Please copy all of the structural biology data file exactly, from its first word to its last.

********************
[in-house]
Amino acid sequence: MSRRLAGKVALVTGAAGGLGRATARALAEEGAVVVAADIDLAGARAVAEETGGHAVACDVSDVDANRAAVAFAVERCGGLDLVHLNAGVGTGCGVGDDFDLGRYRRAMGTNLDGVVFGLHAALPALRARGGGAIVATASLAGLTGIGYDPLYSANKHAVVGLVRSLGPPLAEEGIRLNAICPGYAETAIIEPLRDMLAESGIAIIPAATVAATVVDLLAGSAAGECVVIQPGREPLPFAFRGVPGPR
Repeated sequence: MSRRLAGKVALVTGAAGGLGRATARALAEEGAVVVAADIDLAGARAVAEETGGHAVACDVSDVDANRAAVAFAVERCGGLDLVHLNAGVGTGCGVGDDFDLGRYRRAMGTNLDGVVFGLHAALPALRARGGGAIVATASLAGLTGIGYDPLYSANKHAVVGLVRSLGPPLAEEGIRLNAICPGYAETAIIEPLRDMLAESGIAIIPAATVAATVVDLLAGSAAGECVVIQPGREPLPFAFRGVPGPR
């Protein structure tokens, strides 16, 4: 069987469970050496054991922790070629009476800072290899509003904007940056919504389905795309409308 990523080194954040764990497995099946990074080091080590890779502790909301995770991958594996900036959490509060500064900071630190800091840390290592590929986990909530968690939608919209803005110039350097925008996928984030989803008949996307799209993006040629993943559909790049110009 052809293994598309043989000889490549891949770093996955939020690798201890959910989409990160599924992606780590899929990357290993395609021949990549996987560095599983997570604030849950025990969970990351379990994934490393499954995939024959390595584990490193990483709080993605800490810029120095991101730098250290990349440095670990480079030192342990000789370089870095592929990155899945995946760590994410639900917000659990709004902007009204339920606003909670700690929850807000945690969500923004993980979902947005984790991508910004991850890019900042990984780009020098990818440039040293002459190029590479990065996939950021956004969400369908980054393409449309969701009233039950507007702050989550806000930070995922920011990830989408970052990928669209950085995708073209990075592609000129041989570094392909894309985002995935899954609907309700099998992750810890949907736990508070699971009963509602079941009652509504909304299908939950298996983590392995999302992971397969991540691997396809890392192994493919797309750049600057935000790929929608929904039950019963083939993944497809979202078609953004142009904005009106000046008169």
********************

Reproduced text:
[in-house]
Amino acid sequence: MSRRLAGKVALVTGAAGGLGRATARALAEEGAVVVAADIDLAGARAVAEETGGHAVACDVSDVDANRAAVAFAVERCGGLDLVHLNAGVGTGCGVGDDFDLGRYRRAMGTNLDGVVFGLHAALPALRARGGGAIVATASLAGLTGIGYDPLYSANKHAVVGLVRSLGPPLAEEGIRLNAICPGYAETAIIEPLRDMLAESGIAIIPAATVAATVVDLLAGSAAGECVVIQPGREPLPFAFRGVPGPR
Repeated sequence: MSRRLAGKVALVTGAAGGLGRATARALAEEGAVVVAADIDLAGARAVAEETGGHAVACDVSDVDANRAAVAFAVERCGGLDLVHLNAGVGTGCGVGDDFDLGRYRRAMGTNLDGVVFGLHAALPALRARGGGAIVATASLAGLTGIGYDPLYSANKHAVVGLVRSLGPPLAEEGIRLNAICPGYAETAIIEPLRDMLAESGIAIIPAATVAATVVDLLAGSAAGECVVIQPGREPLPFAFRGVPGPR
């Protein structure tokens, strides 16, 4: 069987469970050496054991922790070629009476800072290899509003904007940056919504389905795309409308 990523080194954040764990497995099946990074080091080590890779502790909301995770991958594996900036959490509060500064900071630190800091840390290592590929986990909530968690939608919209803005110039350097925008996928984030989803008949996307799209993006040629993943559909790049110009 052809293994598309043989000889490549891949770093996955939020690798201890959910989409990160599924992606780590899929990357290993395609021949990549996987560095599983997570604030849950025990969970990351379990994934490393499954995939024959390595584990490193990483709080993605800490810029120095991101730098250290990349440095670990480079030192342990000789370089870095592929990155899945995946760590994410639900917000659990709004902007009204339920606003909670700690929850807000945690969500923004993980979902947005984790991508910004991850890019900042990984780009020098990818440039040293002459190029590479990065996939950021956004969400369908980054393409449309969701009233039950507007702050989550806000930070995922920011990830989408970052990928669209950085995708073209990075592609000129041989570094392909894309985002995935899954609907309700099998992750810890949907736990508070699971009963509602079941009652509504909304299908939950298996983590392995999302992971397969991540691997396809890392192994493919797309750049600057935000790929929608929904039950019963083939993944497809979202078609953004142009904005009106000046008169």